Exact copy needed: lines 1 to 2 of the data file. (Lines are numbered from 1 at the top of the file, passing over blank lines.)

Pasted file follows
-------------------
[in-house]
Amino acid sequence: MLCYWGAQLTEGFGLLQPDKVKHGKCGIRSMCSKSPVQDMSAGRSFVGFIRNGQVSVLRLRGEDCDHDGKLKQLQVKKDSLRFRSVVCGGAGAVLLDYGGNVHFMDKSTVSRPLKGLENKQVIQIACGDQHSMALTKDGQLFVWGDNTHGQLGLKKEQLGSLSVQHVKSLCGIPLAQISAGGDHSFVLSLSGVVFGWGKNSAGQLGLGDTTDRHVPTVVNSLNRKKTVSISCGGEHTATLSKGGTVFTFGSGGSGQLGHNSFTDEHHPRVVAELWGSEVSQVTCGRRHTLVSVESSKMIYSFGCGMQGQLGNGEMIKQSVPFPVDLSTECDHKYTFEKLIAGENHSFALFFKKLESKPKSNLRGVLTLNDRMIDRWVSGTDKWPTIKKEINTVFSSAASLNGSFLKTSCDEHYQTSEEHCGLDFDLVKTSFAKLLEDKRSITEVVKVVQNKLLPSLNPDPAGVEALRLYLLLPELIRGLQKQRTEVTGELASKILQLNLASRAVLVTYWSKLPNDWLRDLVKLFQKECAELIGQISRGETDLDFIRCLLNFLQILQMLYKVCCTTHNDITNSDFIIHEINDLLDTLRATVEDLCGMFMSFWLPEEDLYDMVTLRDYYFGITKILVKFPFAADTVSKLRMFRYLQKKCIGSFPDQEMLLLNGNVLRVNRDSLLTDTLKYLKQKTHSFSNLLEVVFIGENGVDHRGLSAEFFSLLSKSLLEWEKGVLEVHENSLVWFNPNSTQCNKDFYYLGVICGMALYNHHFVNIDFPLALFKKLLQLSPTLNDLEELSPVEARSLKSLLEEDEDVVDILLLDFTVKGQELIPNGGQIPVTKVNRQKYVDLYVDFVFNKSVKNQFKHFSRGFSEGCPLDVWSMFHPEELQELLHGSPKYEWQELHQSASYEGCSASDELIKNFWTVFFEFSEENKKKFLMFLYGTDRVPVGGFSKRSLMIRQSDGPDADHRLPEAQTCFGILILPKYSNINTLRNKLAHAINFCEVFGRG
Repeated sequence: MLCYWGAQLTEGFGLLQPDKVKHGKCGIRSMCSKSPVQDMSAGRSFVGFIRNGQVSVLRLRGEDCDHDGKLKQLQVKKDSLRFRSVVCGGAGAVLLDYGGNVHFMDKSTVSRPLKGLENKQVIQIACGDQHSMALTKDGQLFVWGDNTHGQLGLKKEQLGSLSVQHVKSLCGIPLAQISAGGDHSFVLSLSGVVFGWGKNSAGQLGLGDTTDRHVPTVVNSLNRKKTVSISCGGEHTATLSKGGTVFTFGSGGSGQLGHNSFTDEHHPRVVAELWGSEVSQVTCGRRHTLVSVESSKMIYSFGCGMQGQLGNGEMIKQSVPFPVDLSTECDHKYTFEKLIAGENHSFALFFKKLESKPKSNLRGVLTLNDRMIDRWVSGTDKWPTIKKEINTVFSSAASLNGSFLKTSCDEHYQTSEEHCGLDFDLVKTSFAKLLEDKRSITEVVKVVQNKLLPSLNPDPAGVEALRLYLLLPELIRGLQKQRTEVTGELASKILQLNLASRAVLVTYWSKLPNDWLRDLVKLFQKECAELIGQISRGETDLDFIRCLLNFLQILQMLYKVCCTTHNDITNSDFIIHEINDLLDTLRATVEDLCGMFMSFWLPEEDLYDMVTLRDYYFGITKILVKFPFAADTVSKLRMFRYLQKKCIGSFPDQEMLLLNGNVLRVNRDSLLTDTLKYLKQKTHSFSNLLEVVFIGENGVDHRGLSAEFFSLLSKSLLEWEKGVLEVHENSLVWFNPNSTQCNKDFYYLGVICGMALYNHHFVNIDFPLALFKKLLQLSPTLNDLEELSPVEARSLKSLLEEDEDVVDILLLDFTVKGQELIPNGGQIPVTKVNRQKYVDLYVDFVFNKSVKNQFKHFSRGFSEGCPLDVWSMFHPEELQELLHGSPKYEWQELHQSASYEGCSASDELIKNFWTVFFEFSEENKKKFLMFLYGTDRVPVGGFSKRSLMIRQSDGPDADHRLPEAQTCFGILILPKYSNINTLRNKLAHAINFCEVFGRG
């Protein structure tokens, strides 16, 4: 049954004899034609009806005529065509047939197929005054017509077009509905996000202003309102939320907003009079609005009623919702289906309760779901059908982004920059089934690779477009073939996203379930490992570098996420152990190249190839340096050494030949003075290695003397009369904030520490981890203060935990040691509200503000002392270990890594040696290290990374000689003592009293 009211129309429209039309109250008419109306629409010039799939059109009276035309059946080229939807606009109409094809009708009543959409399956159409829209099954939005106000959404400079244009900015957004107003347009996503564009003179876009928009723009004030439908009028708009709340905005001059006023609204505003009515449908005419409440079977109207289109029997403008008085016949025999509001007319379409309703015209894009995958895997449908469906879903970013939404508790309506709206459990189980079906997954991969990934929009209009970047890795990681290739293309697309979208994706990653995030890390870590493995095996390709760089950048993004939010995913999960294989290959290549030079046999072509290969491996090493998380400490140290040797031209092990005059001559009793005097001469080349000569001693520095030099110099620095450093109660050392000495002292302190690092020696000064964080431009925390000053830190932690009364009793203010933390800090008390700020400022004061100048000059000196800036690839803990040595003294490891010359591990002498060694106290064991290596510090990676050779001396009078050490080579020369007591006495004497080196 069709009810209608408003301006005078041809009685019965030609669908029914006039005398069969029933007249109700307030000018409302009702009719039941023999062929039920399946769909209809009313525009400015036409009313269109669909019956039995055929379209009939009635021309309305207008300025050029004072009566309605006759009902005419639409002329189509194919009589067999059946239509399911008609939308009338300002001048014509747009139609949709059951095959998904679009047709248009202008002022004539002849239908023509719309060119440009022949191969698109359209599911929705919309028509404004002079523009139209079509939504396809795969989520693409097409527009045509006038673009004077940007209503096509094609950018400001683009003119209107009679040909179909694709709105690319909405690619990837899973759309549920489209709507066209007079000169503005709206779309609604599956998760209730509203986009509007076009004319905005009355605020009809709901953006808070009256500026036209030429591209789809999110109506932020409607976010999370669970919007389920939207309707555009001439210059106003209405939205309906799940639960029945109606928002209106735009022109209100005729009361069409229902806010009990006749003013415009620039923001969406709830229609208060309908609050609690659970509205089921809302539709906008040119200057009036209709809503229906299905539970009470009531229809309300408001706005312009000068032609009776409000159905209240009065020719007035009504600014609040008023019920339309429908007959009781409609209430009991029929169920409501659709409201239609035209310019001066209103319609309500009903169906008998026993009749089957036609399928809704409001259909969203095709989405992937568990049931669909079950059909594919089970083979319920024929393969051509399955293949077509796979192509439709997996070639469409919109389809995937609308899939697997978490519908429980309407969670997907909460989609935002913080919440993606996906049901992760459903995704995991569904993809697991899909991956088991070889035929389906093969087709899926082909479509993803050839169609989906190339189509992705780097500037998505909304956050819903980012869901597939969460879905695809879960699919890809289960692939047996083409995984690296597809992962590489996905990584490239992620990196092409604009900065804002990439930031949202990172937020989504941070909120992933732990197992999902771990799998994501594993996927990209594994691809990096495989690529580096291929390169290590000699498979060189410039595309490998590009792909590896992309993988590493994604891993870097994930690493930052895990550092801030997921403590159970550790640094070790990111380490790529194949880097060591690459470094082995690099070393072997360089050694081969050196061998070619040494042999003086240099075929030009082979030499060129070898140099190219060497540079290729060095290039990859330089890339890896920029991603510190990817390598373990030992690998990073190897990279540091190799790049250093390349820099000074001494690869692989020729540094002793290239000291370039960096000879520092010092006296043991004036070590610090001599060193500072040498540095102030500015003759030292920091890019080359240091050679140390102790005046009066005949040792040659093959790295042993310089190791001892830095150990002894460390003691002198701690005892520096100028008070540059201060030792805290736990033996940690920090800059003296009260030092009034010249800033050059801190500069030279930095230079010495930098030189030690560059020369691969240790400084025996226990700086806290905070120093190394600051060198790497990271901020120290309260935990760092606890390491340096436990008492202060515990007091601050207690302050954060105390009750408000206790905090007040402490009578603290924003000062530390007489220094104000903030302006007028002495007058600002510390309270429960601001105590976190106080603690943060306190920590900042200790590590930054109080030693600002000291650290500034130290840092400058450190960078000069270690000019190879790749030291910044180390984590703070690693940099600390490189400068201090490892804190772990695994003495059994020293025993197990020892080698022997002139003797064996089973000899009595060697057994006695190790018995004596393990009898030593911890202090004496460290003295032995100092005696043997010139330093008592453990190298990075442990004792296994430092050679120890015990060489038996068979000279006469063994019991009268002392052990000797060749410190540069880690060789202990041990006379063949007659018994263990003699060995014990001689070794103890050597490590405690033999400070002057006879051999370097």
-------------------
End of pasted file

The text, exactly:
[in-house]
Amino acid sequence: MLCYWGAQLTEGFGLLQPDKVKHGKCGIRSMCSKSPVQDMSAGRSFVGFIRNGQVSVLRLRGEDCDHDGKLKQLQVKKDSLRFRSVVCGGAGAVLLDYGGNVHFMDKSTVSRPLKGLENKQVIQIACGDQHSMALTKDGQLFVWGDNTHGQLGLKKEQLGSLSVQHVKSLCGIPLAQISAGGDHSFVLSLSGVVFGWGKNSAGQLGLGDTTDRHVPTVVNSLNRKKTVSISCGGEHTATLSKGGTVFTFGSGGSGQLGHNSFTDEHHPRVVAELWGSEVSQVTCGRRHTLVSVESSKMIYSFGCGMQGQLGNGEMIKQSVPFPVDLSTECDHKYTFEKLIAGENHSFALFFKKLESKPKSNLRGVLTLNDRMIDRWVSGTDKWPTIKKEINTVFSSAASLNGSFLKTSCDEHYQTSEEHCGLDFDLVKTSFAKLLEDKRSITEVVKVVQNKLLPSLNPDPAGVEALRLYLLLPELIRGLQKQRTEVTGELASKILQLNLASRAVLVTYWSKLPNDWLRDLVKLFQKECAELIGQISRGETDLDFIRCLLNFLQILQMLYKVCCTTHNDITNSDFIIHEINDLLDTLRATVEDLCGMFMSFWLPEEDLYDMVTLRDYYFGITKILVKFPFAADTVSKLRMFRYLQKKCIGSFPDQEMLLLNGNVLRVNRDSLLTDTLKYLKQKTHSFSNLLEVVFIGENGVDHRGLSAEFFSLLSKSLLEWEKGVLEVHENSLVWFNPNSTQCNKDFYYLGVICGMALYNHHFVNIDFPLALFKKLLQLSPTLNDLEELSPVEARSLKSLLEEDEDVVDILLLDFTVKGQELIPNGGQIPVTKVNRQKYVDLYVDFVFNKSVKNQFKHFSRGFSEGCPLDVWSMFHPEELQELLHGSPKYEWQELHQSASYEGCSASDELIKNFWTVFFEFSEENKKKFLMFLYGTDRVPVGGFSKRSLMIRQSDGPDADHRLPEAQTCFGILILPKYSNINTLRNKLAHAINFCEVFGRG